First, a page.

After the VinAgora competition, I drove from Budapest, north west, briefly across Slovakia to stay a few days in Moravia in the Czech Republic, then south west to Vienna, south through Styria to north east Italy and back home.
During the trip I had a few opportunities to taste local rosé wines, appreciating the diversity of this growing wine style. As there have been no organised tastings of rosé wines from these countries, this summary is based on the few I have tasted and is by no means exhaustive. Despite the popularity of rosé, few rosé wines featured on wine lists in bars and restaurants, so I sometimes had to ask if rosé was available.
The rosés tended to be darker than those of the almost white-shell-pink Provence. Blaufränkisch/Kékfrankos was the most commonly used grape, featuring in twelve out of thirty wines. Zweigelt, which is included in five of the following rosés, is a cross, created at Klosterneuburg (see Austria below) between St Laurent x Blaufränkisch. Most of the rosés were fruity (generally red fruits) and with high acidity. Many also had a delicate tannic presence which, combined with the acidity, appears to give these rosés a degree of longevity; note the vintage dates of those tasted – the oldest being 2012. The majority of rosés tasted were 12% alcohol or under. Continue reading
The wine region of Liguria is beautiful, with rocky hillside vineyards, overlooking the sea as well as higher up in the valleys.
What makes it so attractive to the casual visitor, does make it more difficult to explore – and interesting – for the wine lover. Small narrow roads meander up amongst the vineyards, the length of the region from the French border to Tuscany, discouraging access for the faint-hearted.
The large number of grape varieties unique to Liguria can be confusing, but research, visiting and tasting in such a picturesque region is worthwhile.
At Ligurian food & wine festival Mare&Mosto in Sestri Levante, I was able to try a large number of wines and talk to producers, and discover more about the growing number of rosé wines (rosati) produced in response to growing popularity.
Many of the rosati are more akin to a light red wine, with a touch of dry tannins on the structure and finish, making them more suitable to accompany a meal than for light easy drinking. The best examples had good ripe fruit which balanced this slightly tannic finish.
For the 3rd year running, Richard Bampfield MW and Jean Christophe Mau of Chateau Brown from Bordeaux, have held a tasting of premium rosés (£15 and over) in London. My tasting results of my top 18 will appear in the September 2015 edition of Decanter’s Expert Choice (out 5 August 2015).
Most tastings have a national or regional focus and it is rare to have the chance to see how a wine style compares to the international competition.These tastings have caught the UK wine trade’s imagination with a growing number of journalists covering the event. The UK trade magazine Drinks Business published their own tasting results for the 2013 and 2014 tastings.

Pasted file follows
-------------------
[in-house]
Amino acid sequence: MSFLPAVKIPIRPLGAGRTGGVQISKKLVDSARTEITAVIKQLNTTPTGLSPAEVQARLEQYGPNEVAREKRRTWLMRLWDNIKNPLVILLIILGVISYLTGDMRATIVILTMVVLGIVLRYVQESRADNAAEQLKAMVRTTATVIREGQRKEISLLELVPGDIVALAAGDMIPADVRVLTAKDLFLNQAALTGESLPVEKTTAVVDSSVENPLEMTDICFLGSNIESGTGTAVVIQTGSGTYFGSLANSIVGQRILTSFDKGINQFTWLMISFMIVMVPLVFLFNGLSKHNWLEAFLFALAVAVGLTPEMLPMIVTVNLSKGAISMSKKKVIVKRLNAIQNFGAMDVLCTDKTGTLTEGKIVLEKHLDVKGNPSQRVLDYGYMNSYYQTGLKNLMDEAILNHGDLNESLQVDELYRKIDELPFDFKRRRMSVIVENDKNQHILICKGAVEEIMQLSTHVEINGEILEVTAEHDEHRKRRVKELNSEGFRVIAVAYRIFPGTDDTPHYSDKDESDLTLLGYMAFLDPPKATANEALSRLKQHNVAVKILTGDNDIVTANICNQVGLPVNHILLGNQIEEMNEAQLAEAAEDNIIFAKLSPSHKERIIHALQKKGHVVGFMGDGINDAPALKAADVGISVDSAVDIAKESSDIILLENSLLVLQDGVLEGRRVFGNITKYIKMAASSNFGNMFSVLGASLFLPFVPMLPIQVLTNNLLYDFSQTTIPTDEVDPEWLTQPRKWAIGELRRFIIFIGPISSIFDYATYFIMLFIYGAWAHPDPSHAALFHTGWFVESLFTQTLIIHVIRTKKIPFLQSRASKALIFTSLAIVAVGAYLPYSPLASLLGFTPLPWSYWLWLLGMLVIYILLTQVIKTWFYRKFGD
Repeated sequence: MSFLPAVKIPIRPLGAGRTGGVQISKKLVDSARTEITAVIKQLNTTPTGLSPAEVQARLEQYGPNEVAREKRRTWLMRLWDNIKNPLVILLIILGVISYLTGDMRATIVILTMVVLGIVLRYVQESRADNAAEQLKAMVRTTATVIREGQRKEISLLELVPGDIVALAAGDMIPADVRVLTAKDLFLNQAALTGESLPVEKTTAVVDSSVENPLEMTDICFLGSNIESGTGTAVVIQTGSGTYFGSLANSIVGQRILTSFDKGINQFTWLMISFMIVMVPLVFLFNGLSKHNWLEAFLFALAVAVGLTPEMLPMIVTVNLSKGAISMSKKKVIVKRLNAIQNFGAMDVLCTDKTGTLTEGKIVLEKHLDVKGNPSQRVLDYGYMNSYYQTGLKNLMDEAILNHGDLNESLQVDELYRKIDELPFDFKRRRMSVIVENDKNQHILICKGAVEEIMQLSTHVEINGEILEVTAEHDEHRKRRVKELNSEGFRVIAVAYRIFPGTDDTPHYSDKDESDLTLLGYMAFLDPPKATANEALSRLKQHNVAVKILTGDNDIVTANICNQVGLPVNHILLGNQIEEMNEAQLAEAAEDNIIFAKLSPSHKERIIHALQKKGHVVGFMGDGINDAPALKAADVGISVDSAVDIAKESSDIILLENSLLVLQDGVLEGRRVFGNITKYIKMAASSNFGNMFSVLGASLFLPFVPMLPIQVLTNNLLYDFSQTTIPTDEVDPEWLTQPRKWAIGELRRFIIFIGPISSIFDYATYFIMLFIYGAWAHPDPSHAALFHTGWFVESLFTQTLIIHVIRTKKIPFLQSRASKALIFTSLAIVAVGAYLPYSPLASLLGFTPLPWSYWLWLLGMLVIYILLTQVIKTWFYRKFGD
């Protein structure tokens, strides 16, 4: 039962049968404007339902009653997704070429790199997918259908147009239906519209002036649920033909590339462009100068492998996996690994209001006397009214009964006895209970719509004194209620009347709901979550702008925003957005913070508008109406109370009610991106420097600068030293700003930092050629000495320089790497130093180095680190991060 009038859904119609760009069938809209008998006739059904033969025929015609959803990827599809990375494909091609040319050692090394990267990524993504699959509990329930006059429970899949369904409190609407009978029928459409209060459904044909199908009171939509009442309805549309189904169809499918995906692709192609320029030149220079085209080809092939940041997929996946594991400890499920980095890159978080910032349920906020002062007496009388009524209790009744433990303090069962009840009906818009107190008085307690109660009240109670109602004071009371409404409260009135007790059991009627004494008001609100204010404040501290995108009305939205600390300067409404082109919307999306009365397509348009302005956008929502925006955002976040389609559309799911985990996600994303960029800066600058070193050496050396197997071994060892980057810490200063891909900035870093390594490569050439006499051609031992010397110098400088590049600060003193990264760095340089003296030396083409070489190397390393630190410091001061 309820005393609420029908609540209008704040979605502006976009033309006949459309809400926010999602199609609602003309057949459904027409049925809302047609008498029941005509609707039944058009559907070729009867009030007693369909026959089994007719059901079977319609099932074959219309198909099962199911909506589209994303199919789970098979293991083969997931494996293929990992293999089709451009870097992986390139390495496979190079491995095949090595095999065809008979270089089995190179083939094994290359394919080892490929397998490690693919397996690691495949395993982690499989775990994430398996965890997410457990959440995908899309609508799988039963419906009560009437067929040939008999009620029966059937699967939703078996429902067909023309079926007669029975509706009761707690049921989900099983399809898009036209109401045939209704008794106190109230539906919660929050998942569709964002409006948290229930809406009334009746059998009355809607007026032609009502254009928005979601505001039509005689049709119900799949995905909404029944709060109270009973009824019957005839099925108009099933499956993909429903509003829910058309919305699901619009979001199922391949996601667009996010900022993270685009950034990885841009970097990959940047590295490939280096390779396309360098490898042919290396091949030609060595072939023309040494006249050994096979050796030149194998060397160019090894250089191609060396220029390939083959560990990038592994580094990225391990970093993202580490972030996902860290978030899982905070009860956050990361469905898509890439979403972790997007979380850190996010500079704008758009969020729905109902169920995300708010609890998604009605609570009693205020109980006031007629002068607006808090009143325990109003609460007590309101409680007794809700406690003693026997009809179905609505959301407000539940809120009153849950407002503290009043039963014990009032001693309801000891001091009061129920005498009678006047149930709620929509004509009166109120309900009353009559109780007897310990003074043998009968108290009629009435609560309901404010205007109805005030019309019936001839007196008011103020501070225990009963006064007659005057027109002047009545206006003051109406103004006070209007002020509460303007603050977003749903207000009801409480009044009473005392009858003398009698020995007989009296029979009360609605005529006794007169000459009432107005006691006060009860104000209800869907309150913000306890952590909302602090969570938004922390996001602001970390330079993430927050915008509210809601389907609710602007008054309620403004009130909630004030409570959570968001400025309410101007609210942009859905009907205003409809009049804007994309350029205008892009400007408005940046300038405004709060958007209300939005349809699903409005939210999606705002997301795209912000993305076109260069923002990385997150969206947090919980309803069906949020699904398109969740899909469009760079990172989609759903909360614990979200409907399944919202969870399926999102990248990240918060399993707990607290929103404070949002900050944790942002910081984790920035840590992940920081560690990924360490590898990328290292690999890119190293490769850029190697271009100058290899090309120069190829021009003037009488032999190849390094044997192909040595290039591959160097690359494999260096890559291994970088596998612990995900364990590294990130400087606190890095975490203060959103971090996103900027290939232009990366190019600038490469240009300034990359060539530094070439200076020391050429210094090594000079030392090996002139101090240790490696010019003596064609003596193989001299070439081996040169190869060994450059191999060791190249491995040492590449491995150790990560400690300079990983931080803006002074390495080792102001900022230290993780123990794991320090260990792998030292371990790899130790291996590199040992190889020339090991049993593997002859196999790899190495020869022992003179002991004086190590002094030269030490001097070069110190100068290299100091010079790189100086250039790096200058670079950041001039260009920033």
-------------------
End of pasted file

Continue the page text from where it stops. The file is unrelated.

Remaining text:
This year, the tasting was held at The Atlas pub in Fulham, there was a line up of 36 premium rosés from around the world ranging £12 to £100 per bottle. The growing importance of this tasting was maybe reflected by those who came (by invitation only). While I was there the other MWs were: Jancis Robinson MW, Mark Bingley MW, Nancy Gilchrist MW, Rosemary George MW and Matthew Stubbs MW. Journalists included Victoria Moore (The Telegraph), Joanna Simon, Joe Wadsack and Will Lyons. There were also a large number of MW students desperately keen to understand something about rosé.
At the annual Coteaux Varois tasting (13 April 2015), set in the beautiful gardens of a former monastery, at Alain Ducasse’s restaurant at the Abbaye de la Celle in Brignoles, and next door to the Maison des Vins de Coteaux Varois, 45 local domaines had their stands set out showing their wines.
The 2014 rosés were presented at a central table, showing the importance of rosé wine to the Coteaux Varois-en-Provence (to give the appellation its official title).
This is one of the most beautiful, and enjoyable tastings that I attend during the year – Coteaux Varois excel in presenting their wines in style, often with a coloured theme. In past years there has been a floral colour theme of pink, purple and green used in the ice bags and for their 20th anniversary it was white, silver grey and golden yellow. This year it was all white and looked very pretty in the bright sunshine with fresh late spring greenery.
This very elegant style gives a garden party atmosphere, further emphasised by the delicious canapés from the Ducasse restaurant. This year a more substantial lunch was also served on the terrace, away from the tasting area which prevented too big a distraction.
Most importantly of all, despite the fact that Coteaux Varois often appears to be in the shadow of the larger Cotes de Provence, it includes a very good range of wines and some interesting surprises.
I tasted 53 rosé wines, from 45 domaines (in some cases several rosés from one estate). As the appellation includes 75 private domains and 10 cooperatives, this tasting included around half of all Coteaux Varois rosés.